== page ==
As cyber-attacks increased in the last few months, the state of Idaho is proactive in addressing any cyber threat to the Gem State.

Governor Little has formed a task force to address the cyber threat to Idaho. The Governor announced the formation of the advanced cybersecurity task force in a release today. 

The task force will provide recommendations to improve business, government, and personal cybersecurity defenses and enhance the educational pipeline for cybersecurity workforce needs. It will identify cybersecurity assets, resources, and public-private partnerships across Idaho.

Cyber-attacks have caught the world's attention as someone with a laptop can virtually shut down an industry.  Today, the Wall Street Journal reports that the US Government has tapped Google, Amazon, and others to fight the cyber crooks known as ransomware. The new group is called the Joint Cyber Defense Collaborative.  

The efforts to combat the cyber villains at the state and federal level avoid the Colonial Pipeline. The hackers shut down the pipeline that supplies gasoline to the entire East Coast. Their efforts created a run on gas throughout the Mid-Atlantic States. You can read how they did it by reading this report from the BBC.  

Back to Idaho and the governor, he's directed the task force to examine and propose new ways to ensure Idaho’s election infrastructure remains secure, transparent, and resilient from new and evolving threats.

Governor Little is honored to have former Secretary of State Ben Ysursa as a member of the task force to address this critical issue. 

“Through the Idaho National Laboratory, the State of Idaho is home to unique and world-leading capabilities in countering cyber-attacks and engineering solutions to the cybersecurity challenges facing our state and nation. We’ll need increased resources, partnerships and active collaboration between a broad range of organizations to successfully protect from ever-growing cybersecurity threats, and I’m confident my Cybersecurity Task Force is up to the task.,” Governor Little said. “I’m also asking the task force to find new ways to protect Idaho’s election infrastructure because fair and free elections are a hallmark of Idaho’s proud representative democracy and the expectation of every Idahoan. I appreciate longtime Secretary of State Ben Ysursa for his participation on my task force.” 

The task force will also explore opportunities to raise awareness, inform and educate potential victims of cybersecurity threats, including citizens, businesses, critical infrastructure operators, and state and local government.


Idaho Department of Commerce Director Tom Kealey and Idaho National Laboratory (INL) Associate Laboratory Director Zach Tudor will co-chair the task force.


"Cyber-attacks are now ubiquitous in modern society. Without the proper procedures and infrastructure in place, all Idaho citizens, businesses, and organizations are potentially at risk," Director Kealey said. "Through collaboration and partnership between the more than 200 Idaho businesses that offer cybersecurity products and services, and public sector organizations like Idaho National Laboratory and Idaho higher education institutions, Idaho has the opportunity to advance cybersecurity initiatives and innovations to defend against these critical global threats."


"It's a privilege and honor to co-chair this task force with Director Kealey, and I thank Gov. Little for his foresight in establishing it," INL Associate Laboratory Director Tudor said. "Cybersecurity is one of the most important national security issues of our time, and Idaho now has an opportunity to set itself apart from other states in how we plan, prepare and respond to these challenges.”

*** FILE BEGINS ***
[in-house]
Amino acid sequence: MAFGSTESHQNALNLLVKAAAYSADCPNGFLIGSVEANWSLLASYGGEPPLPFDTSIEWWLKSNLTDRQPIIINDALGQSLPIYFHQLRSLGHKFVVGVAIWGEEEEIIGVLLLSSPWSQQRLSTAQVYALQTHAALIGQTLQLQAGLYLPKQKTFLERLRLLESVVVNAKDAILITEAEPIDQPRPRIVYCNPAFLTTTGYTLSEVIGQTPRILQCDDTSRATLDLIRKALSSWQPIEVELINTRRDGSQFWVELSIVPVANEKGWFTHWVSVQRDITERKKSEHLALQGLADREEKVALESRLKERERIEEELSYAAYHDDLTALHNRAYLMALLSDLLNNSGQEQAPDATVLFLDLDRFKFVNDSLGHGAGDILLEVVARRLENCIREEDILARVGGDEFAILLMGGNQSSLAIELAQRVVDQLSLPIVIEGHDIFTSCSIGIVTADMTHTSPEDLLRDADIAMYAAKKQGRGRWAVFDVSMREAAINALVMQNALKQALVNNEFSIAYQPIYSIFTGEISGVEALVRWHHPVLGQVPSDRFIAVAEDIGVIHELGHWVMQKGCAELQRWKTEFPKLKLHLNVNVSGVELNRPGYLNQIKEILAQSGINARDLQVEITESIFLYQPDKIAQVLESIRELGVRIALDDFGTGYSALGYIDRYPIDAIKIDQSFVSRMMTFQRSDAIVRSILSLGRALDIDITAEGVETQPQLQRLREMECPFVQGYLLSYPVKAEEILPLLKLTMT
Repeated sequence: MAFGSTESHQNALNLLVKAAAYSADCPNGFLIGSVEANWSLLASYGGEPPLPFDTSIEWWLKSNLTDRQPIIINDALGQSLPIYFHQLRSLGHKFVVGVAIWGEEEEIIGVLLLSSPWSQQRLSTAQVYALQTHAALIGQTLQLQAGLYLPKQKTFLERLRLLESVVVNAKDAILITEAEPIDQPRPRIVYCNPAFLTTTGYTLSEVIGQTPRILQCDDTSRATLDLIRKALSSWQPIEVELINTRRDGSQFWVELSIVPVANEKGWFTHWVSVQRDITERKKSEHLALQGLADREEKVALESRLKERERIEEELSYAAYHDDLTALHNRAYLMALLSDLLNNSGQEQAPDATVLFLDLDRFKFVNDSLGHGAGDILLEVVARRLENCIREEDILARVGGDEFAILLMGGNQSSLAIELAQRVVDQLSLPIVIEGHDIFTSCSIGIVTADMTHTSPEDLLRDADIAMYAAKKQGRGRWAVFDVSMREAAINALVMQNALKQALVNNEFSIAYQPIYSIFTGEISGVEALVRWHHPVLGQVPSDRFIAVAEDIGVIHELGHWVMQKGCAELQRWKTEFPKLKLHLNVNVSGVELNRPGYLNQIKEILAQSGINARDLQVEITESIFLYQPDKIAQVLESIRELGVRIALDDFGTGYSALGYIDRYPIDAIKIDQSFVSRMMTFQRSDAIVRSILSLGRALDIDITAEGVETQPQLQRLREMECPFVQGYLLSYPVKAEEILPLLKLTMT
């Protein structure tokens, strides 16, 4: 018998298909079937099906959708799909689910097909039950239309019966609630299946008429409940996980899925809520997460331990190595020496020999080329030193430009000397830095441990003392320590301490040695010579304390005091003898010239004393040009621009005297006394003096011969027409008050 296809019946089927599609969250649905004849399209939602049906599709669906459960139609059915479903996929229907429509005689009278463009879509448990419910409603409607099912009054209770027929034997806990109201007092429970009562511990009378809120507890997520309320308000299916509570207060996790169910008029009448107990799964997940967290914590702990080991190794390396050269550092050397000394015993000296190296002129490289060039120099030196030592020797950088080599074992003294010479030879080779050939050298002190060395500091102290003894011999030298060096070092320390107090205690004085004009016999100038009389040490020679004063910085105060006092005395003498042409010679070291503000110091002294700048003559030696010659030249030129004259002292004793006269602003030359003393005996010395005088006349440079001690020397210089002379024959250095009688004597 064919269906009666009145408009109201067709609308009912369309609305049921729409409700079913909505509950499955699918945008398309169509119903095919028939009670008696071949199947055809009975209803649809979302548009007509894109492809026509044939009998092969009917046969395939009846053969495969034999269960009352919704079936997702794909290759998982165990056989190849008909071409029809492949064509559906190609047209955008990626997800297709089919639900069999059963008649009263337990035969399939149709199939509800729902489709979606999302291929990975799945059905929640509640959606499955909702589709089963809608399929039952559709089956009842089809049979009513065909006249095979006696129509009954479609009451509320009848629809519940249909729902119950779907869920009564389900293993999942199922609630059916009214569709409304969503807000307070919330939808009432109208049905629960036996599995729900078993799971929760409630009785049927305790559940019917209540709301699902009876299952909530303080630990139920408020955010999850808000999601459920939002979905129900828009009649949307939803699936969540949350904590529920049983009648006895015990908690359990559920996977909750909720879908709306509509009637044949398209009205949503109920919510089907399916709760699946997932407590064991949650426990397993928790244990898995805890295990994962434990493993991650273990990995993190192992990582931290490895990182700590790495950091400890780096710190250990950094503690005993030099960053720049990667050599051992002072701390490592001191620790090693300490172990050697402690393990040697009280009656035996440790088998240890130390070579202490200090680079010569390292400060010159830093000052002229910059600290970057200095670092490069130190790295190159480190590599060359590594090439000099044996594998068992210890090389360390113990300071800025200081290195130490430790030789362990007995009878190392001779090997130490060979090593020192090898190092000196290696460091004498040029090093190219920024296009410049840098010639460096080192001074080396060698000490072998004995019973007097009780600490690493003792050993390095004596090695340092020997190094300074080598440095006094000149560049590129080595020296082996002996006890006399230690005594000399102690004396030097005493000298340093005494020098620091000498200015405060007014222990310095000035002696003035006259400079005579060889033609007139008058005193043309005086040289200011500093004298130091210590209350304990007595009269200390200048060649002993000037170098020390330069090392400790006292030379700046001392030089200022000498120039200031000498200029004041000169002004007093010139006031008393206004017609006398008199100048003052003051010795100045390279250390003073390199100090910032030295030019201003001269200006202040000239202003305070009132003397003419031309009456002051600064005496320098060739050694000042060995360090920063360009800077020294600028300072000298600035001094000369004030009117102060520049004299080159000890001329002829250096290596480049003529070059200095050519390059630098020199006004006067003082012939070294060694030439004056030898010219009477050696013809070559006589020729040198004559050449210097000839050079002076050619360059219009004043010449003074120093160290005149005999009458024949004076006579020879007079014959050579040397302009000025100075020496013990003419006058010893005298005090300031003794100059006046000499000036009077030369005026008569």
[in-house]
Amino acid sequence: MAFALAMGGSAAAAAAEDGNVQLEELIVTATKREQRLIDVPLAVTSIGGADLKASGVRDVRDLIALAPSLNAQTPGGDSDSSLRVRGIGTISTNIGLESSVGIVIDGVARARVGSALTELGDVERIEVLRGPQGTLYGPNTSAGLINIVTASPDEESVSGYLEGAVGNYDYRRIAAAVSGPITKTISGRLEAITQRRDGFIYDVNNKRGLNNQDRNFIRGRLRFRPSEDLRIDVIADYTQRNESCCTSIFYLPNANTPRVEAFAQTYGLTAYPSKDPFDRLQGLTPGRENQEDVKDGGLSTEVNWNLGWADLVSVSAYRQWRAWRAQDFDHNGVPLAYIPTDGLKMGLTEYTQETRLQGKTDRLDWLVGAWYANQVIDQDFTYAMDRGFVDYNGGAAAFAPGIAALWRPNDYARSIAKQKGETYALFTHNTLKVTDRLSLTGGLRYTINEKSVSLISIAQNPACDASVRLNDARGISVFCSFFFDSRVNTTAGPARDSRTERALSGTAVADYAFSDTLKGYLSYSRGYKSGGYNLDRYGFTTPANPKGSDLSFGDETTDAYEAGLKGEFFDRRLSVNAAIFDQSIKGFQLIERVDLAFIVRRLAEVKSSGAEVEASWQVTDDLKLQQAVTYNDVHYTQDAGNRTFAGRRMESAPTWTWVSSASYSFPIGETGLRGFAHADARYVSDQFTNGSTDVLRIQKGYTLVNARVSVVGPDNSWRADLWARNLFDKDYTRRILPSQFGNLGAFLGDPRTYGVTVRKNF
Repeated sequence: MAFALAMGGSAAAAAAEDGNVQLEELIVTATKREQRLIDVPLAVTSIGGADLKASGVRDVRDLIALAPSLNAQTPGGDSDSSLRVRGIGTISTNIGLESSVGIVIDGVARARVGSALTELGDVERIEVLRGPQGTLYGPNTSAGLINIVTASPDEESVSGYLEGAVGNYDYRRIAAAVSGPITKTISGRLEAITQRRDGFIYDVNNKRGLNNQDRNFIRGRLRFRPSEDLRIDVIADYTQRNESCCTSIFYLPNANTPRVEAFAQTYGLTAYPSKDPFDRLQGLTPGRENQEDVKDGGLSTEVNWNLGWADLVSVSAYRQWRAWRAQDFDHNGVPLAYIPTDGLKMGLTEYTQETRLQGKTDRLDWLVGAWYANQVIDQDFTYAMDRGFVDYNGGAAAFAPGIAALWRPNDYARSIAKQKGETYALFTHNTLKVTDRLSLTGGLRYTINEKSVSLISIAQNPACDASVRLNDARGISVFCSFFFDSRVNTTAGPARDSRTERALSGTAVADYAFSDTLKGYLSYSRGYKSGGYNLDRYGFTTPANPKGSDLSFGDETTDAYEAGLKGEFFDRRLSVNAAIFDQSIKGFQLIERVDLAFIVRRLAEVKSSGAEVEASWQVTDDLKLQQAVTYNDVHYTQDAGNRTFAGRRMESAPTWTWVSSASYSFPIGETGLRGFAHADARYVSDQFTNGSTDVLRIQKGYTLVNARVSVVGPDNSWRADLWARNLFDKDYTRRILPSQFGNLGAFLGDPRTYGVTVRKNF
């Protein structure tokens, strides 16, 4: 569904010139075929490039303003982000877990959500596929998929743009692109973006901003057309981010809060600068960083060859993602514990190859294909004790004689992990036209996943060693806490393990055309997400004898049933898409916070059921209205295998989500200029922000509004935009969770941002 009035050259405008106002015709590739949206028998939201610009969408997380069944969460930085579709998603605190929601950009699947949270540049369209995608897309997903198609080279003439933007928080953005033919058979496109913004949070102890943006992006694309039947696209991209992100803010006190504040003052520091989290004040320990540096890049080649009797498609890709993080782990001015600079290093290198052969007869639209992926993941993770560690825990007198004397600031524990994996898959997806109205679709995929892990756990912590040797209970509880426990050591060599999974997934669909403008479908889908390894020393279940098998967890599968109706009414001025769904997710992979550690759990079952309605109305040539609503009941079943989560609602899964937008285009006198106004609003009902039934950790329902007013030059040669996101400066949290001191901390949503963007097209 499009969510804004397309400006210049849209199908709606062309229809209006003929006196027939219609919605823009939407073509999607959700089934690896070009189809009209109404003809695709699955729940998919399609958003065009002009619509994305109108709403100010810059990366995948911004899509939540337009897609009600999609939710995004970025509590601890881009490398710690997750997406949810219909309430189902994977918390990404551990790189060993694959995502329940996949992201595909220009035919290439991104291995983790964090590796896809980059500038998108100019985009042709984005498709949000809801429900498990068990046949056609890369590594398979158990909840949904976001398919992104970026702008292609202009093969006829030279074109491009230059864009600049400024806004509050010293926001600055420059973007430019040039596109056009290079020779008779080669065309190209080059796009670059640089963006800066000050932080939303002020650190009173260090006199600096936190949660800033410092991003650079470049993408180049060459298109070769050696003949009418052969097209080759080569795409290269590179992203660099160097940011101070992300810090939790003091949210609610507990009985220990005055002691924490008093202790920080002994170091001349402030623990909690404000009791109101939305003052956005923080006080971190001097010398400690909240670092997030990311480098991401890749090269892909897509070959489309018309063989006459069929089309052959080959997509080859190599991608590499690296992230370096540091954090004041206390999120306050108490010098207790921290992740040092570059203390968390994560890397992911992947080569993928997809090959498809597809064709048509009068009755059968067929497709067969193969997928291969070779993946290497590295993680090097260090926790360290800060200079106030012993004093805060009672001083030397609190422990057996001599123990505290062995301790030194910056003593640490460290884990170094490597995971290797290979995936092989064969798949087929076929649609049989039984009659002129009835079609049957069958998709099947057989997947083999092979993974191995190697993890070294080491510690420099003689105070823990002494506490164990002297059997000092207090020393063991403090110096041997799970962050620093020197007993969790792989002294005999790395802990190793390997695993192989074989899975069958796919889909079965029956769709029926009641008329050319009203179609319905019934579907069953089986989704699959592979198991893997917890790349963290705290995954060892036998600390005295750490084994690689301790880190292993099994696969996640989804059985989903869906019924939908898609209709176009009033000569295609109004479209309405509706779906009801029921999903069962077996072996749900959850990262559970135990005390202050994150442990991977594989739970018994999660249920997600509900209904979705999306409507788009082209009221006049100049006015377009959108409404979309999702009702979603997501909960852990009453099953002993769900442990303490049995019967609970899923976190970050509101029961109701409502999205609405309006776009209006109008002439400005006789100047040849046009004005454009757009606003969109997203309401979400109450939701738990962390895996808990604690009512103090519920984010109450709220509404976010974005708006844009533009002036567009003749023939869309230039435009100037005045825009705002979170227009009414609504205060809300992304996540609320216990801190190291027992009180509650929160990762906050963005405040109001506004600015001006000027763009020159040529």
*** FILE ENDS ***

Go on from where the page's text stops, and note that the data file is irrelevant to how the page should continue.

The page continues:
The task force is comprised of private-sector cybersecurity experts, including representatives from financial technology, network security, and public utilities, as well as government officials, including representatives from INL, Office of Emergency Management and Office of Information Technology Services, and Idaho research universities. In addition, the task force includes three legislators.


The task force plans to meet four times between August and November of 2021 and provide a set of recommendations to the Governor in early 2022.


The task force’s first meeting will be Aug. 19. Meeting details and other information about the task force are available at


-         Tom Kealey, Idaho Department of Commerce Director, CO-CHAIR

-         Zach Tudor, Associate Laboratory Director, National & Homeland Security, Idaho National Laboratory, CO-CHAIR

-         Ben Ysursa, former Secretary of State

-         Brad Wiskirchen, Senior Vice President and General Manager for Equifax

-         Frank Harrill, Vice President of Security for Schweitzer Engineering Laboratories

-         Brad Richy, Idaho Office of Emergency Management Director

-         Jeff Weak, State of Idaho Information Technology Services Administrator

-         Ryan White, U.S. Senator Jim Risch’s Chief of Staff

-         George Mulhern, Cradlepoint CEO

-         Jeff Newgard, Bank of Idaho CEO and President

-         Lisa Grow, Idaho Power CEO and President

-         Anand Bahl, Chief Information Officer, CVP for Micron Technology         

-         Domini Clark, Blackmere Consulting CEO

-         Ed Vasko, Director of the Institute for Pervasive Cybersecurity at Boise State University     

-         Dr. Scott Snyder, Idaho State University Dean of Science and Engineering

-         Toni Broyles, Special Assistant to the President at the University of Idaho 

-         Senator Jim Woodward, District 1

-         Representative Brooke Green, District 18

-         Representative Dustin Manwaring, District 29

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